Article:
Source: On Top Magazine
Amsterdam's Mayor Job Cohen married five American-Dutch gay couples during gay pride to protest U.S. immigration laws on Saturday.
The five couples were married on the “I Do Boat” as tens of thousands of revelers cheered on.
“We want to show to the American public that gay couples cannot get immigration, cannot get equal rights like heterosexual couples can,” Boris Dittrich, the former Dutch lawmaker who introduced a gay marriage bill eight years ago, told Reuters. He sailed on the boat as a guest of the city.
The boat was sponsored by the Amsterdam City Council and the Love Exiles Foundation, a group working for marriage equality in the U.S. for bi-national couples.
The five married Americans are from New York where their marriages might be legal – the state recognizes legal gay marriage – but the couples could not have wed there.
If the couples wish to remain together they will have to live in the Netherlands. Federal law denies gay and lesbian couples the right to sponsor an immigrant spouse to become a U.S. citizen under the Defense of Marriage Act (DOMA).
Love Exiles Foundation was founded by Americans Martha McDevitt-Pugh and Bob Bragar, who say they are living in exile in the Netherlands to be with the ones they love because the U.S. government will not recognize their Dutch marriages.
An estimated 36,000 bi-national gay couples are denied equal treatment, according to Immigration Equality.
Last month, California Representative Michael Honda introduced the Reuniting Families Act, a comprehensive immigration reform package that includes New York Representative Jerry Nadler's Uniting American Families Act (UAFA), which would allow gay Americans to sponsor an immigrant partner for citizenship.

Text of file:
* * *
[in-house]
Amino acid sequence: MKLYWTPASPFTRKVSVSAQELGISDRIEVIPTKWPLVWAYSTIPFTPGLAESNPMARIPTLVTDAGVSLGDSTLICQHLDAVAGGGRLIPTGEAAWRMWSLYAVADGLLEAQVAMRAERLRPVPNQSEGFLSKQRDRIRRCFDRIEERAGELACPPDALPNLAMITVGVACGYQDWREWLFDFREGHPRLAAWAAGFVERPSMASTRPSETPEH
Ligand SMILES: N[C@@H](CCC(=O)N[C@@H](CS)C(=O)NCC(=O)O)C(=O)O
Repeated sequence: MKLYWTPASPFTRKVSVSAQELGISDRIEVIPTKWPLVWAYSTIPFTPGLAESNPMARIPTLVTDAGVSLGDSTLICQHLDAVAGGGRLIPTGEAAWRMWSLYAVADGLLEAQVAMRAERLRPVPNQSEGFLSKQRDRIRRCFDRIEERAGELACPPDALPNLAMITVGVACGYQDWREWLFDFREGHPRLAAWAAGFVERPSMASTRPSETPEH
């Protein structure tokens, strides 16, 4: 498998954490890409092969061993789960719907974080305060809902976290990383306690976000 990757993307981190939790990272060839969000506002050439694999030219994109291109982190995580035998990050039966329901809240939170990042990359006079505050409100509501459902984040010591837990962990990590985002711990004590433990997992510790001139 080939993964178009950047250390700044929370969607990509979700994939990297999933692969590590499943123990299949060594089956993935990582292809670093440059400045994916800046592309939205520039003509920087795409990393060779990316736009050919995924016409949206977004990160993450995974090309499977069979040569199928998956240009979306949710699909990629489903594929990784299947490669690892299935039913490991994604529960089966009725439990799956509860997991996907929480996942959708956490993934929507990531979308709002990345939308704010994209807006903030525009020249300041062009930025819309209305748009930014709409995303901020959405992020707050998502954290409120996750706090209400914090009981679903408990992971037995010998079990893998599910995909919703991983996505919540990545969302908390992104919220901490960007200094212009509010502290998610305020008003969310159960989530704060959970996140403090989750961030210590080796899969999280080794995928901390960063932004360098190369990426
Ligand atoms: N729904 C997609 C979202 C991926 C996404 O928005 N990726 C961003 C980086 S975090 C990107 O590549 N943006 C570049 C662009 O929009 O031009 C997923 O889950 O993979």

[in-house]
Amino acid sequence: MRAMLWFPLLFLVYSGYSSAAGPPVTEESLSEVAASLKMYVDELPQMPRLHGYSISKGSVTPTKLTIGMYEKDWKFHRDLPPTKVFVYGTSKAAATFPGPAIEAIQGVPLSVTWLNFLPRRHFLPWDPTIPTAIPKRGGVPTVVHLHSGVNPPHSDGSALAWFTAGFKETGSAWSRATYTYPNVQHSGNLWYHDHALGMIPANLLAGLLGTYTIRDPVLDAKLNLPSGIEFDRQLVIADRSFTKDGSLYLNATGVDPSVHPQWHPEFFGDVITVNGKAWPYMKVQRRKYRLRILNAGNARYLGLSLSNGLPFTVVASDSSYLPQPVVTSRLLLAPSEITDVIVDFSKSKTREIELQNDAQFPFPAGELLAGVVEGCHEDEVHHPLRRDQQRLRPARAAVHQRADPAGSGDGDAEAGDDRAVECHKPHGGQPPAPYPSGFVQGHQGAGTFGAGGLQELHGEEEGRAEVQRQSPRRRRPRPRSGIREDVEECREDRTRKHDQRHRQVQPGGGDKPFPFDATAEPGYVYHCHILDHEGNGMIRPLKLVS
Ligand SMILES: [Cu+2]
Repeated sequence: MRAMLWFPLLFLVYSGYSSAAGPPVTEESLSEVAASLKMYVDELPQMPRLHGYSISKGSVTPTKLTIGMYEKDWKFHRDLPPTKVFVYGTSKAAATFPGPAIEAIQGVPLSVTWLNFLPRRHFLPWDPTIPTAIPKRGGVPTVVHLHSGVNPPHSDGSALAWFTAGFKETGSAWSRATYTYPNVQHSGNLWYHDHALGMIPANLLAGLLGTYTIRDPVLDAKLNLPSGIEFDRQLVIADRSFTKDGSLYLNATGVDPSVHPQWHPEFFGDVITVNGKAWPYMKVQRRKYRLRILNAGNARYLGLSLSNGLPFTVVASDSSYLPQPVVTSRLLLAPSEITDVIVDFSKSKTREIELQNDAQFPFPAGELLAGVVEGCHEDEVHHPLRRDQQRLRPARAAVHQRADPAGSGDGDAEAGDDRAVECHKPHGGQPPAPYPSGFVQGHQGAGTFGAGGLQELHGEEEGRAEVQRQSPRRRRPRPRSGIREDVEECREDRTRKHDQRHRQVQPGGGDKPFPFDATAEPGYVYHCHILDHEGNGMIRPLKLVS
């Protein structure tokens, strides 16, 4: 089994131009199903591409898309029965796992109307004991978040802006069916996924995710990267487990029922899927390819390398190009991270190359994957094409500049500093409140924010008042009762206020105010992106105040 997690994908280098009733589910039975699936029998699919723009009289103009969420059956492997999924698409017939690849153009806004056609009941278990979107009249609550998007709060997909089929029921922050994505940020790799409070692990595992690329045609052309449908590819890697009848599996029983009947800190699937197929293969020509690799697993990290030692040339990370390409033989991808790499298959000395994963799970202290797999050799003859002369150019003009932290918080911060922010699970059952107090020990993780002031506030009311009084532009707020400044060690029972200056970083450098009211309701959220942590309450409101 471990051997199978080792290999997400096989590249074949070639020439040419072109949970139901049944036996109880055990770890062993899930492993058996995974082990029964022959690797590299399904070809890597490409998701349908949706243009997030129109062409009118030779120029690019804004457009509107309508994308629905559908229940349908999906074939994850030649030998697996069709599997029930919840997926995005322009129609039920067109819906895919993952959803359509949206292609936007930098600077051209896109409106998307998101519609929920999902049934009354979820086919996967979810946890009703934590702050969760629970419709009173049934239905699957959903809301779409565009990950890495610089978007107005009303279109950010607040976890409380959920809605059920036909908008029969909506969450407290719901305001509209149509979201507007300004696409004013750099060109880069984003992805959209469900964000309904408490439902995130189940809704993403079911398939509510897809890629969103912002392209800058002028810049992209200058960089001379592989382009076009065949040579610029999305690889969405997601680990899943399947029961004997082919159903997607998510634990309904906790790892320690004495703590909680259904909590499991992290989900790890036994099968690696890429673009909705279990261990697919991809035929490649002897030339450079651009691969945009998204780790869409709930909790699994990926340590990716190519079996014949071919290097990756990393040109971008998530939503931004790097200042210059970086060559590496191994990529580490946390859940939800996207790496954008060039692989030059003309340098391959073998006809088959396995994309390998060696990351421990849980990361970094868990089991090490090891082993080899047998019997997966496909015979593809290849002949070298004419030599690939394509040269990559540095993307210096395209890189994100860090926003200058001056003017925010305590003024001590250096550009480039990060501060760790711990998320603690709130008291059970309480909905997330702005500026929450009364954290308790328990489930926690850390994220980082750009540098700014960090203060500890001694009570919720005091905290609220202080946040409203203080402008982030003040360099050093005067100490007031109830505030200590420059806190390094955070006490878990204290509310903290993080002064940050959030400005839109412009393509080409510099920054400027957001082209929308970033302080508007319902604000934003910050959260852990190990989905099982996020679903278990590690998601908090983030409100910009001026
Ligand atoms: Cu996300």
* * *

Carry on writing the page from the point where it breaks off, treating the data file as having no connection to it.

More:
The decision to include the UAFA in the Reuniting Families Act has created a rift among immigration reform backers.
Both the U.S. Conference of Catholic Bishops and the National Hispanic Christian Leadership Conference (NHCLC), major allies in securing comprehensive immigration reform, decried the gay provisions.
“[The gay provisions are] a slap in the face to those of us who have fought for years for immigration reform,” Reverend Samuel Rodriguez of the NHCLC told Politico.com.
The five newly married couples, now forced to live in exile, will join the chorus of bi-national gay couples and allies asking Congress to pass gay-inclusive immigration reform.
“Hope is all we've got,” said New Yorker Patrick Decker, who married Stephan Hengst.
But even gay rights backers admit they'll have a steep incline to overcome.
“You got two very tough issues – the rights of same-sex couples and immigration,” openly gay Congressman Barney Frank, a Democrat from Massachusetts, told the Washington Blade. “You put them in the same bill, and it becomes impossible. We just don't have the votes for it.”